As discussed above, before the Act, taxpayers could only offset their regular tax liabilities with the R&D credit. Consequently, if their ATM was higher than their regular tax, companies could not claim the R&D incentive. That said, if their regular tax burden was only slightly higher than their AMT, they were able to use the incentives to reduce the liability down to the ATM level. However, after the PATH Act was passed, company owners were allowed to use the R&D tax credit to reduce their AMT.

Why Is the PATH Important?

Perhaps the PATH Act’s most significant impact is reducing fraud committed against individual taxpayers and the IRS. However, other effects, like expanding and making the R&D tax programs permanent, are also significant because they have allowed more companies to take part. As a result, small companies are now able to invest more in innovation and research.

When You Need Expert Help

Contact our team if you want to learn more about the state and federal R&D tax credits within your industry. We can determine whether your company qualifies to receive any benefits and help you through the application process.



How Does the PATH Act Affect Me?

Your employers must now provide W-2 to the IRS before the 31st of January. Moreover, your refunds with EITC and ACTC will not be released before the 15th of February. But you can expect to receive them by the end of February.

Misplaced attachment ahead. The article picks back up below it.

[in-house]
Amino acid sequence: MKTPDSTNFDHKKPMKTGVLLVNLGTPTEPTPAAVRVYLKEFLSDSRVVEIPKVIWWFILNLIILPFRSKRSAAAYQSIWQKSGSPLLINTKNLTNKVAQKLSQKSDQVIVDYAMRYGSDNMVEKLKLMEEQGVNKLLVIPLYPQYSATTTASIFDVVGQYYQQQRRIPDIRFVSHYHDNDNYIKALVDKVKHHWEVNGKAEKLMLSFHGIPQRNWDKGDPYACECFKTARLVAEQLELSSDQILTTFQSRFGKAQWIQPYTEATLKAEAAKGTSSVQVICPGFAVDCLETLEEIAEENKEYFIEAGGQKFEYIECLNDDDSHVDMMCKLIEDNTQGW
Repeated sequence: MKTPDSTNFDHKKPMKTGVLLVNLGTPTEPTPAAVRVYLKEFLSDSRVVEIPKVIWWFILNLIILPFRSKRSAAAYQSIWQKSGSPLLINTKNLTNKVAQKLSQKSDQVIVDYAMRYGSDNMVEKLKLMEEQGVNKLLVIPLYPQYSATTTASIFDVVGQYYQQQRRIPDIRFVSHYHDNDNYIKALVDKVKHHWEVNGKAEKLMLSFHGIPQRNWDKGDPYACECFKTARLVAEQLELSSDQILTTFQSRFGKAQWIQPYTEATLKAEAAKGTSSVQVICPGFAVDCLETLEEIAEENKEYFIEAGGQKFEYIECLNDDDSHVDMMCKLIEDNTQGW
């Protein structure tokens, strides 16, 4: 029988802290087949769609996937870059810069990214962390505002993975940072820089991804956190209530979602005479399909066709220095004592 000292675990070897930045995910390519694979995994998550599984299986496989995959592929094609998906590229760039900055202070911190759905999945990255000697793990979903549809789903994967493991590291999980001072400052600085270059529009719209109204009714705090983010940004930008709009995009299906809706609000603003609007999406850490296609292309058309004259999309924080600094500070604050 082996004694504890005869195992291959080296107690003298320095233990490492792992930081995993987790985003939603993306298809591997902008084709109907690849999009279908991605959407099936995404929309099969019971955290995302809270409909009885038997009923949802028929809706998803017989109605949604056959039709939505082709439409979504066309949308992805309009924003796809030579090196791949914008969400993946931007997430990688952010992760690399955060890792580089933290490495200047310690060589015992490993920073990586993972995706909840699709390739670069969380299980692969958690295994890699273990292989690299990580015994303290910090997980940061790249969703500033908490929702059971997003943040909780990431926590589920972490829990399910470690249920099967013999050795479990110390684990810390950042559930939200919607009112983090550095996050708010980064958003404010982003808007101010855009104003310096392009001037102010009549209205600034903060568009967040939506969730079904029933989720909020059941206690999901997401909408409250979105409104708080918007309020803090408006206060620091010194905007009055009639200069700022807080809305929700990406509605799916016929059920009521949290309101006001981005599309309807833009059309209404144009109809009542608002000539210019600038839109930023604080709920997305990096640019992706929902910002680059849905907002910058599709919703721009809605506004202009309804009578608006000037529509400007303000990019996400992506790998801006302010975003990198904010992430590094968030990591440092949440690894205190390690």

Can I get my EITC and ACTC refunds at the same time as my tax refunds?

Although it is unlikely, there’s a small chance you will receive EITC, ACTC, and tax refunds at the same time. Basically, it all depends on the exact date you applied for a tax return. In general, you will get a tax refund within 21 days of application acceptance, while the IRS won’t issue refunds before the 15th of February due to the PATH Act.

I want to know the status of my refund application. Where can I obtain that information?

If you have questions regarding your tax refund application or did not receive the refunds 4 to 6 weeks after the due date, it is best to consult the IRS “Where’s My Refund?” page.